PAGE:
The challenge of retraining older workers

“Automation and technology move and evolve at a very rapid pace and so the skill sets of workers must evolve as well,” said Brna. “Many workers have been in the workforce for many years and do not possess the skills necessary to adapt to this changing environment.”

“LCTI has done a lot of incumbent worker training in the manufacturing industry,” said Brna. “Most are open to learning new things, but we do encounter some who have not moved into a computerized, digital age and they have struggled just to get the basic concepts of operating a computer.”

“Upcoming baby boomer retirements are becoming an issue that is just going to get worse in time, leading to an even bigger workforce shortage because not as many people are entering manufacturing today,” said Bux.

Upskilling or retraining is a dynamic process for companies and it requires significant exposure to technology as well as a foundation in electrical theory, in the case of electromechanical technicians.

Some larger manufacturers work with LCTI and LCCC to arrange for employees to attend classes at the schools. Others offer a reimbursement program for employees who want to continue their training and advance their skill set by taking classes.

“We need more employers with the attitude that we will train you if you have the potential, aptitude, and desire to learn, even if you don’t come in the door with the right skill set,” said Bux.

Recently, MRC teamed up with LCCC to start a mobile manufacturing lab training program to bring the classroom to the students. Housed inside a 32 ft. truck trailer, the lab can be moved around the region to different sites. The pilot program started out at ATAS International with six students broken into three groups for two hours each.

“It’s sort of a flipped classroom,” explained Bux. “Student read chapters online with simulation and then come to the classroom to pass the hands-on test. It’s advanced training aimed at upskilling the existing workforce. An industrial automation certificate takes 200 hours to complete.”

The mobile classroom lab will move around periodically when a hosting company is found in an area of the region where an interest in the advanced skills training has been identified.

While all of the tactics mentioned are currently in play, it will take some time to turn things around, both in attracting young people to manufacturing jobs as a career option and in upskilling and retraining the incumbent workforce to modernize their skill sets along with the ever-changing technology.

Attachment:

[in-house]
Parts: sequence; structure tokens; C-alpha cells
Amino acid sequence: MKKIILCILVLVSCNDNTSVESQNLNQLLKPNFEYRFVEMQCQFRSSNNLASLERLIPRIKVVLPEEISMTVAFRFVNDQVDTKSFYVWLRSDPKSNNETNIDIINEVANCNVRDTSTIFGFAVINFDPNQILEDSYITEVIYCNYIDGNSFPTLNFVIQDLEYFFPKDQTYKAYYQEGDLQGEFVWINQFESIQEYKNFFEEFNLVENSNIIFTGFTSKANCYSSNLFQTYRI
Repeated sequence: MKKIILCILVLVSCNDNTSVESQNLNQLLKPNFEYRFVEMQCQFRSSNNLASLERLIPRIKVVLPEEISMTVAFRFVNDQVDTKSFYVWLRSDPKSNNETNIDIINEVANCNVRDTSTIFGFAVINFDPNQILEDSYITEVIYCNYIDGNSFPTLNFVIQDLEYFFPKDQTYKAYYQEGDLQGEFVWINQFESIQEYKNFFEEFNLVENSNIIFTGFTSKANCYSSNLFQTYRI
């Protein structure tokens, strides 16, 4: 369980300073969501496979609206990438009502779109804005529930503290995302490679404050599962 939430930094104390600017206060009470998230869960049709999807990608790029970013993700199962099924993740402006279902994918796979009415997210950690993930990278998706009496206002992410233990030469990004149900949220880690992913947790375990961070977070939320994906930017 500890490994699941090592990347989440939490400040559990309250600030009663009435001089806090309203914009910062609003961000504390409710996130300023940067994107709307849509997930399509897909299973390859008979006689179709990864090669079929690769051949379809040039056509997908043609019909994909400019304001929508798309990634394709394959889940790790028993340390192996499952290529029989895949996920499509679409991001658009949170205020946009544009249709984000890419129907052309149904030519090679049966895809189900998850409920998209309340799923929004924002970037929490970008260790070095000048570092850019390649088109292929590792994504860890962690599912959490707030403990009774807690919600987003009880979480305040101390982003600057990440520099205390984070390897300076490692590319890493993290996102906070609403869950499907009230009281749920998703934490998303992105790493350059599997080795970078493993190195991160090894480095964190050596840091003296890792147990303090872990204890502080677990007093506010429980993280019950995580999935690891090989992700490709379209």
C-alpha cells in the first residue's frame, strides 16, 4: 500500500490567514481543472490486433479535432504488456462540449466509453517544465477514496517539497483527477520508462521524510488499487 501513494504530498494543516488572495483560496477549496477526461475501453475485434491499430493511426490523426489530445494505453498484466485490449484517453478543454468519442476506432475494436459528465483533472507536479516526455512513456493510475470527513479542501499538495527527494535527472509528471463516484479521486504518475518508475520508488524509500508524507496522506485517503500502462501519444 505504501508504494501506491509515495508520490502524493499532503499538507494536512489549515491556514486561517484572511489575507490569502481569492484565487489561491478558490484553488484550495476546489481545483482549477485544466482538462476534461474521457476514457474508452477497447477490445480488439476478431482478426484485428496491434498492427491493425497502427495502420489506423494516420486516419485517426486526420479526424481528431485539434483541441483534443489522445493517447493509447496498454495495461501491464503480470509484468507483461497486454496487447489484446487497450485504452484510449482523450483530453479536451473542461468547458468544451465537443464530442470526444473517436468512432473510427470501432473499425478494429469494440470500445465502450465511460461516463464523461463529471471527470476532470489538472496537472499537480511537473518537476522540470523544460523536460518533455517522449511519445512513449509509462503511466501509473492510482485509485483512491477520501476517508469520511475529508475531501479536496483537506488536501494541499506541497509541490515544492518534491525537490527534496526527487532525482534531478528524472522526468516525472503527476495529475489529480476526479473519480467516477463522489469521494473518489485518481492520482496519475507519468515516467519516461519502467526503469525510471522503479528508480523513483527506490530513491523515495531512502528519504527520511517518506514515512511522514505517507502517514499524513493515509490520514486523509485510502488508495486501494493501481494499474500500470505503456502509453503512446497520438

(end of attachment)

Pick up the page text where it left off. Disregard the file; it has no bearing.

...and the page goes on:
Demco Automation makes the machines that make modern manufacturers more efficient

The topic of automation might be seen as controversial to some people, so who better to ask about it than someone with a front-row seat?

Stephen Maund, President and CEO of Demco Automation in Quakertown, makes the automated machines that manufacturing companies across the country and around the world use to make their own products.

Demco develops custom, automated manufacturing systems for clients in a variety of industries including automotive, electronics, defense, industrial, and life sciences (medical devices, biotech, and pharmaceutical). The systems include robotics, motion control, vision systems, and materials handling. It takes anywhere from 14 to 26 weeks to turnaround a typical custom order.

Starting out at Bridgeworks

Demco graduated from the Bridgeworks Enterprise Center business incubation program almost in 1997, which is around the time it started to provide custom turnkey automated systems, which later evolved into the proprietary Demco Wedge Base Machine Chassis and patented its technology.

This platform is a key element to Demco’s business today due to its flexible design, ability to be customized for clients, and reused for many years, thereby significantly reducing obsolescence that manufacturers see with competitors’ systems. “We build a customized system on a flexible platform which reduces obsolescence of machinery,” said Maund.

Company expansion due to demand

In March 2017 Demco moved from its existing 20,000 sq. ft. manufacturing facility in Quakertown to a larger 35,000 sq. ft. facility also in Quakertown to keep up with client demand for its systems. “We’ve been bringing on new customers each year so we just had to expand,” Maund said. He attributes that growth to the quality of the products he makes and his long-term relationships with his clients.

“There is a growing need for automation in modern manufacturing today. The machines are getting more complex with the types of processes that they can handle compared to what they could do 10 to 20 years ago.”

Training the next generation of technicians

Demco’s relationship with Lehigh Career and Technical Institute allows him to funnel new technicians and machinists right into his company. He participates in a co-op program that allows the students to get hands-on training for half the day in his shop and the other half the day taking classes at school. And the best part for the students is that the on-the-job training is paid.

“We’re in constant need of machine builders, mechanical technicians, service technicians, electrical engineers and mechanical engineers,” Maund explained. “They are all needed to keep the machines maintained and running, and to minimize downtime when they do break down by knowing how to troubleshoot the problem, fix it, and get them up and running again.”